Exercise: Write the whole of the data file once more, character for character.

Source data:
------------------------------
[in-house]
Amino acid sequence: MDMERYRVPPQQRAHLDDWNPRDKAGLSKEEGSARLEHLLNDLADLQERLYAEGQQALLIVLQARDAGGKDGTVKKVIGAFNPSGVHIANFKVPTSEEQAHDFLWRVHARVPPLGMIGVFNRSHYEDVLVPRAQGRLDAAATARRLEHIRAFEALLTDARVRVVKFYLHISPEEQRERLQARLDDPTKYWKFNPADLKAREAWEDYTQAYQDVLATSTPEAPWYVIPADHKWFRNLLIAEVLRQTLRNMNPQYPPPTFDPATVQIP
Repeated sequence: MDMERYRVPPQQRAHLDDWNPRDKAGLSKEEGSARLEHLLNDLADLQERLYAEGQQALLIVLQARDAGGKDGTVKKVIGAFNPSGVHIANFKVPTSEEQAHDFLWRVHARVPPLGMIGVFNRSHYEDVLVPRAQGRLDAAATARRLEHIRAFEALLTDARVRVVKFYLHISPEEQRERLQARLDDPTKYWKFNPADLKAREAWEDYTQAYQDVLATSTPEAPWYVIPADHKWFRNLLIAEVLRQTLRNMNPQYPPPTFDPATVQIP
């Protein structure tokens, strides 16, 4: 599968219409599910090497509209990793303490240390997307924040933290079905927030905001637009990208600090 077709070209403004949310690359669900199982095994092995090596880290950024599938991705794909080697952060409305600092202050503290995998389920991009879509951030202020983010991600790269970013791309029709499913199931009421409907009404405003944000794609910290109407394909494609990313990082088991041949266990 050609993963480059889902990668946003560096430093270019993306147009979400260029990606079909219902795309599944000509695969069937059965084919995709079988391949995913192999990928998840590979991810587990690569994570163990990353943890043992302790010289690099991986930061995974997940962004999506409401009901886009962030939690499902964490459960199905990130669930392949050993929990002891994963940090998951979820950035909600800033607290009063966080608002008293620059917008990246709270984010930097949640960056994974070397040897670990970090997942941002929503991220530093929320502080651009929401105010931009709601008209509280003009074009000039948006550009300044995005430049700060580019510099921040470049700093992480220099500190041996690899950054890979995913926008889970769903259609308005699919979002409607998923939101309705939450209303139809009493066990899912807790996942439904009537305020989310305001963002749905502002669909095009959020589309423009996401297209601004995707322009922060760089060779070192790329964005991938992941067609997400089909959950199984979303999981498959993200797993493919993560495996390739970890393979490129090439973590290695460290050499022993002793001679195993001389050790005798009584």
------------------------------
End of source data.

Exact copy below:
[in-house]
Amino acid sequence: MDMERYRVPPQQRAHLDDWNPRDKAGLSKEEGSARLEHLLNDLADLQERLYAEGQQALLIVLQARDAGGKDGTVKKVIGAFNPSGVHIANFKVPTSEEQAHDFLWRVHARVPPLGMIGVFNRSHYEDVLVPRAQGRLDAAATARRLEHIRAFEALLTDARVRVVKFYLHISPEEQRERLQARLDDPTKYWKFNPADLKAREAWEDYTQAYQDVLATSTPEAPWYVIPADHKWFRNLLIAEVLRQTLRNMNPQYPPPTFDPATVQIP
Repeated sequence: MDMERYRVPPQQRAHLDDWNPRDKAGLSKEEGSARLEHLLNDLADLQERLYAEGQQALLIVLQARDAGGKDGTVKKVIGAFNPSGVHIANFKVPTSEEQAHDFLWRVHARVPPLGMIGVFNRSHYEDVLVPRAQGRLDAAATARRLEHIRAFEALLTDARVRVVKFYLHISPEEQRERLQARLDDPTKYWKFNPADLKAREAWEDYTQAYQDVLATSTPEAPWYVIPADHKWFRNLLIAEVLRQTLRNMNPQYPPPTFDPATVQIP
């Protein structure tokens, strides 16, 4: 599968219409599910090497509209990793303490240390997307924040933290079905927030905001637009990208600090 077709070209403004949310690359669900199982095994092995090596880290950024599938991705794909080697952060409305600092202050503290995998389920991009879509951030202020983010991600790269970013791309029709499913199931009421409907009404405003944000794609910290109407394909494609990313990082088991041949266990 050609993963480059889902990668946003560096430093270019993306147009979400260029990606079909219902795309599944000509695969069937059965084919995709079988391949995913192999990928998840590979991810587990690569994570163990990353943890043992302790010289690099991986930061995974997940962004999506409401009901886009962030939690499902964490459960199905990130669930392949050993929990002891994963940090998951979820950035909600800033607290009063966080608002008293620059917008990246709270984010930097949640960056994974070397040897670990970090997942941002929503991220530093929320502080651009929401105010931009709601008209509280003009074009000039948006550009300044995005430049700060580019510099921040470049700093992480220099500190041996690899950054890979995913926008889970769903259609308005699919979002409607998923939101309705939450209303139809009493066990899912807790996942439904009537305020989310305001963002749905502002669909095009959020589309423009996401297209601004995707322009922060760089060779070192790329964005991938992941067609997400089909959950199984979303999981498959993200797993493919993560495996390739970890393979490129090439973590290695460290050499022993002793001679195993001389050790005798009584």